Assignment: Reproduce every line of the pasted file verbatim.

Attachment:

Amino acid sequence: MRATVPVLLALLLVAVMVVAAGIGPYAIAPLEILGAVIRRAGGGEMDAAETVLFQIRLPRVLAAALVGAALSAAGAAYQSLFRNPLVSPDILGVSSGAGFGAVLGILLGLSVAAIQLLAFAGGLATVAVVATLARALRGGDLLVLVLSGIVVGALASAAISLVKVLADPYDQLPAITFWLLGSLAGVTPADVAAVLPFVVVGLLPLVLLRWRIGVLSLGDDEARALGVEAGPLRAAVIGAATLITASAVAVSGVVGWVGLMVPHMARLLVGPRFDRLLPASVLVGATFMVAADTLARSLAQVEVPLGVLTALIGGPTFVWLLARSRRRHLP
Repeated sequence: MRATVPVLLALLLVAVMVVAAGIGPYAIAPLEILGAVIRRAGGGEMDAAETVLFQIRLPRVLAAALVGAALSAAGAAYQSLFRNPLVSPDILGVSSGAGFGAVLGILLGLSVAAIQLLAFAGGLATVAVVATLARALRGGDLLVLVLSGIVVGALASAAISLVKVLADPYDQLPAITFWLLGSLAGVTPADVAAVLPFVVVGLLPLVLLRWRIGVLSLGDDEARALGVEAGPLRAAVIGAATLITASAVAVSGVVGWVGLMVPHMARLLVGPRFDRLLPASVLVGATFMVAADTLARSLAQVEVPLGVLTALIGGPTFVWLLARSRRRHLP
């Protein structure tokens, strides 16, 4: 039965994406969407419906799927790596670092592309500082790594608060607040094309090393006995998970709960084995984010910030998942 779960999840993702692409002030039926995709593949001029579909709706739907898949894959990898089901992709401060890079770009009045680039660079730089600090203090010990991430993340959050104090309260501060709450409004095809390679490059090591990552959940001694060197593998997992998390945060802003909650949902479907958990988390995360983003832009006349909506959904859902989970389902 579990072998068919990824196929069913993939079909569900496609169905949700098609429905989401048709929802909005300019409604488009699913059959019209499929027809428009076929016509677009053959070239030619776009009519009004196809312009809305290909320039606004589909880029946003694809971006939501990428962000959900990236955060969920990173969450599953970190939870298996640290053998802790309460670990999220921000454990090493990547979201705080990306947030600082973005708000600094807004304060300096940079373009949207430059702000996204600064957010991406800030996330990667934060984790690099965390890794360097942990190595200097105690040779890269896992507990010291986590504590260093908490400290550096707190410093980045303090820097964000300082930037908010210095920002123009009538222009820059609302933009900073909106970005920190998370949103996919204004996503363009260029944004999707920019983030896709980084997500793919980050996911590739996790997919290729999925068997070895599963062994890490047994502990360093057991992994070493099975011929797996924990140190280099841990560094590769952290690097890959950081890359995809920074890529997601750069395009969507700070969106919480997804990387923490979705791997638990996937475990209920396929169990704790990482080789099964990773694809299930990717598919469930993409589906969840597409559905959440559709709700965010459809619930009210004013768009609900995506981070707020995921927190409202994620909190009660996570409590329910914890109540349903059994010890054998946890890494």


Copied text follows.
Amino acid sequence: MRATVPVLLALLLVAVMVVAAGIGPYAIAPLEILGAVIRRAGGGEMDAAETVLFQIRLPRVLAAALVGAALSAAGAAYQSLFRNPLVSPDILGVSSGAGFGAVLGILLGLSVAAIQLLAFAGGLATVAVVATLARALRGGDLLVLVLSGIVVGALASAAISLVKVLADPYDQLPAITFWLLGSLAGVTPADVAAVLPFVVVGLLPLVLLRWRIGVLSLGDDEARALGVEAGPLRAAVIGAATLITASAVAVSGVVGWVGLMVPHMARLLVGPRFDRLLPASVLVGATFMVAADTLARSLAQVEVPLGVLTALIGGPTFVWLLARSRRRHLP
Repeated sequence: MRATVPVLLALLLVAVMVVAAGIGPYAIAPLEILGAVIRRAGGGEMDAAETVLFQIRLPRVLAAALVGAALSAAGAAYQSLFRNPLVSPDILGVSSGAGFGAVLGILLGLSVAAIQLLAFAGGLATVAVVATLARALRGGDLLVLVLSGIVVGALASAAISLVKVLADPYDQLPAITFWLLGSLAGVTPADVAAVLPFVVVGLLPLVLLRWRIGVLSLGDDEARALGVEAGPLRAAVIGAATLITASAVAVSGVVGWVGLMVPHMARLLVGPRFDRLLPASVLVGATFMVAADTLARSLAQVEVPLGVLTALIGGPTFVWLLARSRRRHLP
């Protein structure tokens, strides 16, 4: 039965994406969407419906799927790596670092592309500082790594608060607040094309090393006995998970709960084995984010910030998942 779960999840993702692409002030039926995709593949001029579909709706739907898949894959990898089901992709401060890079770009009045680039660079730089600090203090010990991430993340959050104090309260501060709450409004095809390679490059090591990552959940001694060197593998997992998390945060802003909650949902479907958990988390995360983003832009006349909506959904859902989970389902 579990072998068919990824196929069913993939079909569900496609169905949700098609429905989401048709929802909005300019409604488009699913059959019209499929027809428009076929016509677009053959070239030619776009009519009004196809312009809305290909320039606004589909880029946003694809971006939501990428962000959900990236955060969920990173969450599953970190939870298996640290053998802790309460670990999220921000454990090493990547979201705080990306947030600082973005708000600094807004304060300096940079373009949207430059702000996204600064957010991406800030996330990667934060984790690099965390890794360097942990190595200097105690040779890269896992507990010291986590504590260093908490400290550096707190410093980045303090820097964000300082930037908010210095920002123009009538222009820059609302933009900073909106970005920190998370949103996919204004996503363009260029944004999707920019983030896709980084997500793919980050996911590739996790997919290729999925068997070895599963062994890490047994502990360093057991992994070493099975011929797996924990140190280099841990560094590769952290690097890959950081890359995809920074890529997601750069395009969507700070969106919480997804990387923490979705791997638990996937475990209920396929169990704790990482080789099964990773694809299930990717598919469930993409589906969840597409559905959440559709709700965010459809619930009210004013768009609900995506981070707020995921927190409202994620909190009660996570409590329910914890109540349903059994010890054998946890890494």